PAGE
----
In modern culture, we measure much of space and time with systems derived from astrology. The 12 hour clock (solar zodiac/ ascendant), the week of 7 days (Saturnday, Sunday, Moonday, Marsday, etc – planets in the Vedic sequence), the lunar zodiac of a month (more altered over time), the 12 months of the year (solar zodiac again), 360 degrees used in a compass and in longitude and latitude (30 degrees x 12 signs), and so forth.

Even though some of the naming has drifted, the model remains more or less the same.

We also use a 3D model for placement in space (X, Y, Z). Buckminster Fuller proposed a 4D model based on the tetrahedron instead of the cube. But we may forget these are just a way of modeling space.

Nature itself is more efficient. In the space created by self-aware consciousness, it needs only a vector and a ratio.

The vector or line in a specific direction is called dik in Sanskrit, direction. In math, vectors are usually drawn like long arrows on a 3D graph. Drop the graph and the arrow-head and you have a simple line in a specific direction. The line itself is known as a sutra or thread.

That thread also has a large ratio that defines the length of the line at a given point in time. Not a simple distance like 55 light-years as that is always locally relative. The ratio places it within the context of space as a whole.

With just a line direction and ratio, it defines the point in space where the line stops and is expressed. The ratio shifts as the object moves in space and time.

Life forms like ourselves have a sutra that comes in the top of the head and gives us the energy structure (chakras, etc) for life. The sutra that places us in space comes in perpendicular. The 2 meet at the heart.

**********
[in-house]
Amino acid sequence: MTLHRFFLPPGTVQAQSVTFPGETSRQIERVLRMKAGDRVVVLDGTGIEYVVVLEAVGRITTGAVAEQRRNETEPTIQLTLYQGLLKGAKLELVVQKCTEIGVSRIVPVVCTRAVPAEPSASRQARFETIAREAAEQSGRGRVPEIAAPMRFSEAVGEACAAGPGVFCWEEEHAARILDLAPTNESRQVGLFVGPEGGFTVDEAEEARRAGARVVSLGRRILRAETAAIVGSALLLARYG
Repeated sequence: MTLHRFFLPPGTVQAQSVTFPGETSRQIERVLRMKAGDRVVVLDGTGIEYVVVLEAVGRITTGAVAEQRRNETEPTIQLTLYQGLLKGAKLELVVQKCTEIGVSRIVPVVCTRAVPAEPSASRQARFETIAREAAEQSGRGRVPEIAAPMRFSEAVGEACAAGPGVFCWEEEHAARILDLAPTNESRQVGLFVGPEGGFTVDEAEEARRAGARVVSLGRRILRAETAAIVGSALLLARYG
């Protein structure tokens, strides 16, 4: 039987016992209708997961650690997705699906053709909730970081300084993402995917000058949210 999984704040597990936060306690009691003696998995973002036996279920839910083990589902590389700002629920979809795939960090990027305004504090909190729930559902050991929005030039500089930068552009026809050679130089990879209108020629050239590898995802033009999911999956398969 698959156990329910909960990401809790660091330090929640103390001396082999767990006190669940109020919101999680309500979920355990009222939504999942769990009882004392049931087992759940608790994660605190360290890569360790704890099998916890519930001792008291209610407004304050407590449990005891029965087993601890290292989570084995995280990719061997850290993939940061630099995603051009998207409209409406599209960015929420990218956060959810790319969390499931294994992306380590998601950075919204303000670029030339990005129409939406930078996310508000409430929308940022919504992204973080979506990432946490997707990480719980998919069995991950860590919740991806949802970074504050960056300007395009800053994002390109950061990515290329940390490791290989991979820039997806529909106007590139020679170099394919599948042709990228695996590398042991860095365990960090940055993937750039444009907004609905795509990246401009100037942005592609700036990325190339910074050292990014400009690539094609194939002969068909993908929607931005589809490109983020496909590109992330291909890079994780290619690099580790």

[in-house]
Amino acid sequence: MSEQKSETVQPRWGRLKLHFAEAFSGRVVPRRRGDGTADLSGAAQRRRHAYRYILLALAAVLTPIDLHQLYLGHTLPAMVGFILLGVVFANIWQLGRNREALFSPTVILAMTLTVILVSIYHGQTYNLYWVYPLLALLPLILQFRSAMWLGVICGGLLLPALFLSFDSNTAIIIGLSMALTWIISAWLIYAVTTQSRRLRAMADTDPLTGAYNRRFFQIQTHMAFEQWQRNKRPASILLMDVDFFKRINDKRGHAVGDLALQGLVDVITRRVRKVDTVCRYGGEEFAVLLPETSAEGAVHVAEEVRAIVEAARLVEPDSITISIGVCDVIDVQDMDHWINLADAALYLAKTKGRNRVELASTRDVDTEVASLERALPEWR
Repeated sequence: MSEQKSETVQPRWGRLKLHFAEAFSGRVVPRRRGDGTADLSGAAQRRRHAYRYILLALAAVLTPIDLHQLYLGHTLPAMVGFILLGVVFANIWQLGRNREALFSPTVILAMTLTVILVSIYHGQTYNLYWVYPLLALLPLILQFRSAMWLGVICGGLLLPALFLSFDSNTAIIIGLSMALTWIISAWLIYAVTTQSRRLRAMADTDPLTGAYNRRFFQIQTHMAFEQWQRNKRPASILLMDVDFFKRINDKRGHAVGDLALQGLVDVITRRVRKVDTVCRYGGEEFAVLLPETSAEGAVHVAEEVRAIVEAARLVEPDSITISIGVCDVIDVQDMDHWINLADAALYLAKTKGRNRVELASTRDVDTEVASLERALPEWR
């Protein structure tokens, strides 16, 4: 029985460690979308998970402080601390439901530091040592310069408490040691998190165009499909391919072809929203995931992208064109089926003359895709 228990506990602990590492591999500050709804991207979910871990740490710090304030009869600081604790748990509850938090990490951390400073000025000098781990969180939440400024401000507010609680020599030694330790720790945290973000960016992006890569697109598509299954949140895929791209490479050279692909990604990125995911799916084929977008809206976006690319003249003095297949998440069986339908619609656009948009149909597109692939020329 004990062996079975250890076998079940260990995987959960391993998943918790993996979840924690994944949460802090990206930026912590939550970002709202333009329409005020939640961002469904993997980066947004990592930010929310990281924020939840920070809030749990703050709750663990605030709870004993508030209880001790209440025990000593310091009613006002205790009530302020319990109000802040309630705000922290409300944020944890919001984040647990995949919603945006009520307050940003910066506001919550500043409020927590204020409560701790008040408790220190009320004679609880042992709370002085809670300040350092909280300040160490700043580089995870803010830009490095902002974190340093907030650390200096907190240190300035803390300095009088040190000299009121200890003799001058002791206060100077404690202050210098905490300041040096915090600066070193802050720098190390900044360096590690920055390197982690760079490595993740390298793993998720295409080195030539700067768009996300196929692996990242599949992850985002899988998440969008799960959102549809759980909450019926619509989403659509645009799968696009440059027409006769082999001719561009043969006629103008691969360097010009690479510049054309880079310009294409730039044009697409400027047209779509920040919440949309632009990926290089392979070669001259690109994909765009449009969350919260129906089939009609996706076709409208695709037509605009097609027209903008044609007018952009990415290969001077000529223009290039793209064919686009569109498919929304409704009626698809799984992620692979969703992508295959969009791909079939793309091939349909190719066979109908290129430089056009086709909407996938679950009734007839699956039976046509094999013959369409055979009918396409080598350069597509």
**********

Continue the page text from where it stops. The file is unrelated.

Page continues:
ButÂ creation doesn’t happen one thing at a time. It’s all happening simultaneously, so all the vectors of all objects (and life forms) are expressed simultaneously. That’s why it’s easier for humans to put lines in a box to define space. Infinity doesn’t work very well in equations – in the math or the mind.
Davidya

This is just great. This I definitely relate to, Davidya. Because intention helps us to make sense out of the many nested infinities in life so that we can make them manageable.

Ran into a reference to the days of the week. In English some of the days are based on the Norse names for the “wanderers” – the planets/ gods.

Tiw’s Day, Woten’s Day, Thor’s Day, Freya’s Day. They correspond to the same planets as in jyotish:
Mars, Mercury, Jupiter & Venus.

And interestingly, there is a geometric relationship to the sequence. If you place the ‘planets’ around a heptagon (7) in the order of speed and then draw a heptagram (star), you get the sequence of the days of the week.

The planets of our solar system have all kinds of fascinating ratios of size and orbit to each other. Eclipses appear as they do, for example, because the moon is positioned at the point where it’s the same size to us as the sun. It orbits at the same speed as it’s rotation, so the same side is always facing us. And so forth.

Another word for direction — intention.

This is just great. This I definitely relate to, Davidya. Because intention helps us to make sense out of the many nested infinities in life so that we can make them manageable.

Thanks for this wonderful perspective. ðŸ™‚

ðŸ™‚

We live in a remarkable place and there’s a fascinating variety of ways of seeing it.

Ran into a reference to the days of the week. In English some of the days are based on the Norse names for the “wanderers” – the planets/ gods.

Tiw’s Day, Woten’s Day, Thor’s Day, Freya’s Day. They correspond to the same planets as in jyotish:

Mars, Mercury, Jupiter & Venus.

And interestingly, there is a geometric relationship to the sequence. If you place the ‘planets’ around a heptagon (7) in the order of speed and then draw a heptagram (star), you get the sequence of the days of the week.

The planets of our solar system have all kinds of fascinating ratios of size and orbit to each other. Eclipses appear as they do, for example, because the moon is positioned at the point where it’s the same size to us as the sun. It orbits at the same speed as it’s rotation, so the same side is always facing us. And so forth.